No firearms in China and India? I thought it was the Chinese who invented firearms (as well as gunpowder)....and I thought the Mughal empire used guns and cannons...

I would think that they had no "modern" European guns to start.

novaderrik
2013-Aug-18, 08:03 AM
i'm thinking there were some species in the Stargate series that didn't have a defense against projectile weapons because none of the species they had encountered had used that kind of technology for ten thousand years.. it might have even been the Go'uld towards the beginning of the show...

Jens
2013-Aug-18, 11:23 AM
I would think that they had no "modern" European guns to start.

Of course, their firearms at that time were technologically inferior to those of the Europeans. But isn't that different from saying they had no firearms?

Trakar
2013-Aug-20, 07:32 PM
Was it mercury fulminate or nitrogen triiodide (the color looked more like NI3)?

Regardless, I thought the premise was that he flicked the crystal and it detonated the entire 2-4kilogram bag full of similar explosive crystals, which would produce a result fairly similar to what the show depicted regardless of whether it was Hg(CNO)2 or NI3.

JohnD
2013-Aug-20, 09:54 PM
TRakar,
Misplaced post?

swampyankee.
But a clever, "primitive" commander would not pitch his bowmen or swordsmen against tanks.
He would ambush them while they were in camp, out of the vehicles and relatively unarmed. Or even unaware, creeping in at night and slitting throats.
And as soon as he realises that the 'devil-machines' contain humans he will know they they need to get out for toilet breaks!
Nothing like being caught with your trousers down!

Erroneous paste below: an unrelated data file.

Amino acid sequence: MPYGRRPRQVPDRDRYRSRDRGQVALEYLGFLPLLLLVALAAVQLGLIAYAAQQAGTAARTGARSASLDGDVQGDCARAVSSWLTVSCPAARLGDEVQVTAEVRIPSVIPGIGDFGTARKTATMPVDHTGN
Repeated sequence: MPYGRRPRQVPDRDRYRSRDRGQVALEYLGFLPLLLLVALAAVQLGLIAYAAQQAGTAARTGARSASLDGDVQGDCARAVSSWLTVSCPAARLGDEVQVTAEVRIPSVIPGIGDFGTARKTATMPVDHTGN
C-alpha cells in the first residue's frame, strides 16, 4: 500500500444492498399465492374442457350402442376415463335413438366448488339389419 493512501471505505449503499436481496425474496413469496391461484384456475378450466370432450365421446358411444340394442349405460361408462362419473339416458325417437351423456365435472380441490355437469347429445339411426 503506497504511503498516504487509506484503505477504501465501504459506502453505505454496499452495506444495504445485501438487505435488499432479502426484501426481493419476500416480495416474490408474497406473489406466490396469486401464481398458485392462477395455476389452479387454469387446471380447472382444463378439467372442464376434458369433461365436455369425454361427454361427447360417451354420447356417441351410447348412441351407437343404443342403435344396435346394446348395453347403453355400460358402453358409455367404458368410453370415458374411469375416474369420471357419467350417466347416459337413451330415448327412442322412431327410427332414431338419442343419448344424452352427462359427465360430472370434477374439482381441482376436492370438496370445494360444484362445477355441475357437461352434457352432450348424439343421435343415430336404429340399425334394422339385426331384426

JOhn

Solfe
2013-Aug-20, 10:19 PM
Of course, their firearms at that time were technologically inferior to those of the Europeans. But isn't that different from saying they had no firearms?

Completely, I would think.

Europeans were notorious for selling of old "junk guns" from the weapons locker and then the next ship encounters someone with a decorated stick that happens to blow holes in people. In the case of Chinese, I am sure they could field firearms and cannons in surprising (Maybe shocking?) numbers.

"Backwards natives" sometimes had really nasty surprises.

swampyankee
2013-Aug-21, 02:52 AM
TRakar,
Misplaced post?

swampyankee.
But a clever, "primitive" commander would not pitch his bowmen or swordsmen against tanks.
He would ambush them while they were in camp, out of the vehicles and relatively unarmed. Or even unaware, creeping in at night and slitting throats.
And as soon as he realises that the 'devil-machines' contain humans he will know they they need to get out for toilet breaks!
Nothing like being caught with your trousers down!
JOhn

Yes, that may well be, but any competent military force will post guards.

Trakar
2013-Aug-21, 03:50 AM
TRakar,
Misplaced post?


Most certainly, though I'm not sure how that could have happened?
I'm thinking a message board wormhole!

HenrikOlsen
2013-Aug-21, 07:30 AM
Completely, I would think.

Europeans were notorious for selling of old "junk guns" from the weapons locker and then the next ship encounters someone with a decorated stick that happens to blow holes in people. In the case of Chinese, I am sure they could field firearms and cannons in surprising (Maybe shocking?) numbers.

"Backwards natives" sometimes had really nasty surprises.
"had"?

You just described modern foreign politics too.

JohnD
2013-Aug-21, 09:30 PM